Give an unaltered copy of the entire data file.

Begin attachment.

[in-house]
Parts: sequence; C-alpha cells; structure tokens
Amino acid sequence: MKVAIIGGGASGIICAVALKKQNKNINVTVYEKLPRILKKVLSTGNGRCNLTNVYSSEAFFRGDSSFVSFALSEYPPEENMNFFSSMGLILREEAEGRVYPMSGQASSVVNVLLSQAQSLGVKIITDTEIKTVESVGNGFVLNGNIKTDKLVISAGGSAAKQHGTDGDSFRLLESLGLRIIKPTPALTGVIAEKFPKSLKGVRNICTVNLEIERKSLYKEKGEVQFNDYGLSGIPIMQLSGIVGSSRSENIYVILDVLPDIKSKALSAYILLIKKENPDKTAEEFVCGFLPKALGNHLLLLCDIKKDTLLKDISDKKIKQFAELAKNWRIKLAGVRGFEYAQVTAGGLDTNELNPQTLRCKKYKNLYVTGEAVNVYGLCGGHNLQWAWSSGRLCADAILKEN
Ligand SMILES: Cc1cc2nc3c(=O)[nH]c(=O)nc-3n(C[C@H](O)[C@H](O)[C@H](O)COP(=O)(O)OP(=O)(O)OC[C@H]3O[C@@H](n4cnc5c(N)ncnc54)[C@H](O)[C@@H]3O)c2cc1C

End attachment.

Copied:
[in-house]
Parts: sequence; C-alpha cells; structure tokens
Amino acid sequence: MKVAIIGGGASGIICAVALKKQNKNINVTVYEKLPRILKKVLSTGNGRCNLTNVYSSEAFFRGDSSFVSFALSEYPPEENMNFFSSMGLILREEAEGRVYPMSGQASSVVNVLLSQAQSLGVKIITDTEIKTVESVGNGFVLNGNIKTDKLVISAGGSAAKQHGTDGDSFRLLESLGLRIIKPTPALTGVIAEKFPKSLKGVRNICTVNLEIERKSLYKEKGEVQFNDYGLSGIPIMQLSGIVGSSRSENIYVILDVLPDIKSKALSAYILLIKKENPDKTAEEFVCGFLPKALGNHLLLLCDIKKDTLLKDISDKKIKQFAELAKNWRIKLAGVRGFEYAQVTAGGLDTNELNPQTLRCKKYKNLYVTGEAVNVYGLCGGHNLQWAWSSGRLCADAILKEN
Ligand SMILES: Cc1cc2nc3c(=O)[nH]c(=O)nc-3n(C[C@H](O)[C@H](O)[C@H](O)COP(=O)(O)OP(=O)(O)OC[C@H]3O[C@@H](n4cnc5c(N)ncnc54)[C@H](O)[C@@H]3O)c2cc1C